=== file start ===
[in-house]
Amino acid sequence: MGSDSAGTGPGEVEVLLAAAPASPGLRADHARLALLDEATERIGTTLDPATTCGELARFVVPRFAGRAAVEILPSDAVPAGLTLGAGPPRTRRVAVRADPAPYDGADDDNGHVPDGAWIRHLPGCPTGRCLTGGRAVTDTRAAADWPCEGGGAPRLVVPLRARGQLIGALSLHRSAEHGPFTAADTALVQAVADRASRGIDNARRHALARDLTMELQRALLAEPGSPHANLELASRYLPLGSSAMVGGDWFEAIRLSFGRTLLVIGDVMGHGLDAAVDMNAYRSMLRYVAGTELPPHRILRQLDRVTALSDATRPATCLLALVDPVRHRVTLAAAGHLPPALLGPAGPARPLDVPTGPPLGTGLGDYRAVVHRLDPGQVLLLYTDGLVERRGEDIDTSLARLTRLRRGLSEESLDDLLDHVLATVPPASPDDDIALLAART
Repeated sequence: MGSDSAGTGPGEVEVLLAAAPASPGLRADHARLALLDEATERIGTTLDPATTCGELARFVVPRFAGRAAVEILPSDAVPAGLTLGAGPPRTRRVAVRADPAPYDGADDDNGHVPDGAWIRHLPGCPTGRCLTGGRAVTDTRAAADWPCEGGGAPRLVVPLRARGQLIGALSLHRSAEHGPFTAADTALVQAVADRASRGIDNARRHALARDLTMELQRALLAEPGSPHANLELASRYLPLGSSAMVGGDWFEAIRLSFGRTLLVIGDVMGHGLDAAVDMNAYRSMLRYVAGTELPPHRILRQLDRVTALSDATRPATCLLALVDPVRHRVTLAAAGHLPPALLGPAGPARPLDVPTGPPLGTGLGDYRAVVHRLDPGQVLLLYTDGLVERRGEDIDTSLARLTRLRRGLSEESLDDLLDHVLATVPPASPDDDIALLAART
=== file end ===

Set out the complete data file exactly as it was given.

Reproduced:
[in-house]
Amino acid sequence: MGSDSAGTGPGEVEVLLAAAPASPGLRADHARLALLDEATERIGTTLDPATTCGELARFVVPRFAGRAAVEILPSDAVPAGLTLGAGPPRTRRVAVRADPAPYDGADDDNGHVPDGAWIRHLPGCPTGRCLTGGRAVTDTRAAADWPCEGGGAPRLVVPLRARGQLIGALSLHRSAEHGPFTAADTALVQAVADRASRGIDNARRHALARDLTMELQRALLAEPGSPHANLELASRYLPLGSSAMVGGDWFEAIRLSFGRTLLVIGDVMGHGLDAAVDMNAYRSMLRYVAGTELPPHRILRQLDRVTALSDATRPATCLLALVDPVRHRVTLAAAGHLPPALLGPAGPARPLDVPTGPPLGTGLGDYRAVVHRLDPGQVLLLYTDGLVERRGEDIDTSLARLTRLRRGLSEESLDDLLDHVLATVPPASPDDDIALLAART
Repeated sequence: MGSDSAGTGPGEVEVLLAAAPASPGLRADHARLALLDEATERIGTTLDPATTCGELARFVVPRFAGRAAVEILPSDAVPAGLTLGAGPPRTRRVAVRADPAPYDGADDDNGHVPDGAWIRHLPGCPTGRCLTGGRAVTDTRAAADWPCEGGGAPRLVVPLRARGQLIGALSLHRSAEHGPFTAADTALVQAVADRASRGIDNARRHALARDLTMELQRALLAEPGSPHANLELASRYLPLGSSAMVGGDWFEAIRLSFGRTLLVIGDVMGHGLDAAVDMNAYRSMLRYVAGTELPPHRILRQLDRVTALSDATRPATCLLALVDPVRHRVTLAAAGHLPPALLGPAGPARPLDVPTGPPLGTGLGDYRAVVHRLDPGQVLLLYTDGLVERRGEDIDTSLARLTRLRRGLSEESLDDLLDHVLATVPPASPDDDIALLAART